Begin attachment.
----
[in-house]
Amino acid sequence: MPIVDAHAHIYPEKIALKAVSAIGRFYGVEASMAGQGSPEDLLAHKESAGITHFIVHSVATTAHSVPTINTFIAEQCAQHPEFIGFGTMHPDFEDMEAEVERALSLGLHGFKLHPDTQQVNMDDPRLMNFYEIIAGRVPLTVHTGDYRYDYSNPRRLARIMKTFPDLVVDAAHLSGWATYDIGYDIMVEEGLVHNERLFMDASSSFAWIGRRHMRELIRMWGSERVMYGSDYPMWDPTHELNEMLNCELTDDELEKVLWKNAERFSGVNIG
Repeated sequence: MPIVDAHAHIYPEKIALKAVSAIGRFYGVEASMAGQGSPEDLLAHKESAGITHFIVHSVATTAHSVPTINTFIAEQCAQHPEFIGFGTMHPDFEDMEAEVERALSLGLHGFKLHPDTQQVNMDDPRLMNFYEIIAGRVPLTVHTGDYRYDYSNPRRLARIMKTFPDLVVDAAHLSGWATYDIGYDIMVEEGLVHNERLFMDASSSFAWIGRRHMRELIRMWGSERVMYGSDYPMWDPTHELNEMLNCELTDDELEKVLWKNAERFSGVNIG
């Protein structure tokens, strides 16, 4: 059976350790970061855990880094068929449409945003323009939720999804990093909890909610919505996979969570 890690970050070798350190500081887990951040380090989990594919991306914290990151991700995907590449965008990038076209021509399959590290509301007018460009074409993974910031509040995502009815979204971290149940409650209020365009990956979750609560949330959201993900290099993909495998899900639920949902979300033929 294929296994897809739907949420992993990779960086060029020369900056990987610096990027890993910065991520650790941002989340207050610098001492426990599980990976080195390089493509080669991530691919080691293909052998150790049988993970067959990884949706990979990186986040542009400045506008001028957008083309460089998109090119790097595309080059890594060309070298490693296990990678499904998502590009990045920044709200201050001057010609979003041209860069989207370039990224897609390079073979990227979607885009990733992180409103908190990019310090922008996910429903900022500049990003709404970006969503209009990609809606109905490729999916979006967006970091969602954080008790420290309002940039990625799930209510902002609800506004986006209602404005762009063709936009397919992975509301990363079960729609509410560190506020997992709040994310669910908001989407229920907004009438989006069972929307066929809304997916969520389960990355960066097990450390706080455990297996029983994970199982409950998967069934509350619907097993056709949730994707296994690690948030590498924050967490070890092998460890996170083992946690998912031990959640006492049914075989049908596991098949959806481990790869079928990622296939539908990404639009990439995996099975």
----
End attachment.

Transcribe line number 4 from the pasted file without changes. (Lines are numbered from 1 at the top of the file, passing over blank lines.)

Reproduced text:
């Protein structure tokens, strides 16, 4: 059976350790970061855990880094068929449409945003323009939720999804990093909890909610919505996979969570 890690970050070798350190500081887990951040380090989990594919991306914290990151991700995907590449965008990038076209021509399959590290509301007018460009074409993974910031509040995502009815979204971290149940409650209020365009990956979750609560949330959201993900290099993909495998899900639920949902979300033929 294929296994897809739907949420992993990779960086060029020369900056990987610096990027890993910065991520650790941002989340207050610098001492426990599980990976080195390089493509080669991530691919080691293909052998150790049988993970067959990884949706990979990186986040542009400045506008001028957008083309460089998109090119790097595309080059890594060309070298490693296990990678499904998502590009990045920044709200201050001057010609979003041209860069989207370039990224897609390079073979990227979607885009990733992180409103908190990019310090922008996910429903900022500049990003709404970006969503209009990609809606109905490729999916979006967006970091969602954080008790420290309002940039990625799930209510902002609800506004986006209602404005762009063709936009397919992975509301990363079960729609509410560190506020997992709040994310669910908001989407229920907004009438989006069972929307066929809304997916969520389960990355960066097990450390706080455990297996029983994970199982409950998967069934509350619907097993056709949730994707296994690690948030590498924050967490070890092998460890996170083992946690998912031990959640006492049914075989049908596991098949959806481990790869079928990622296939539908990404639009990439995996099975």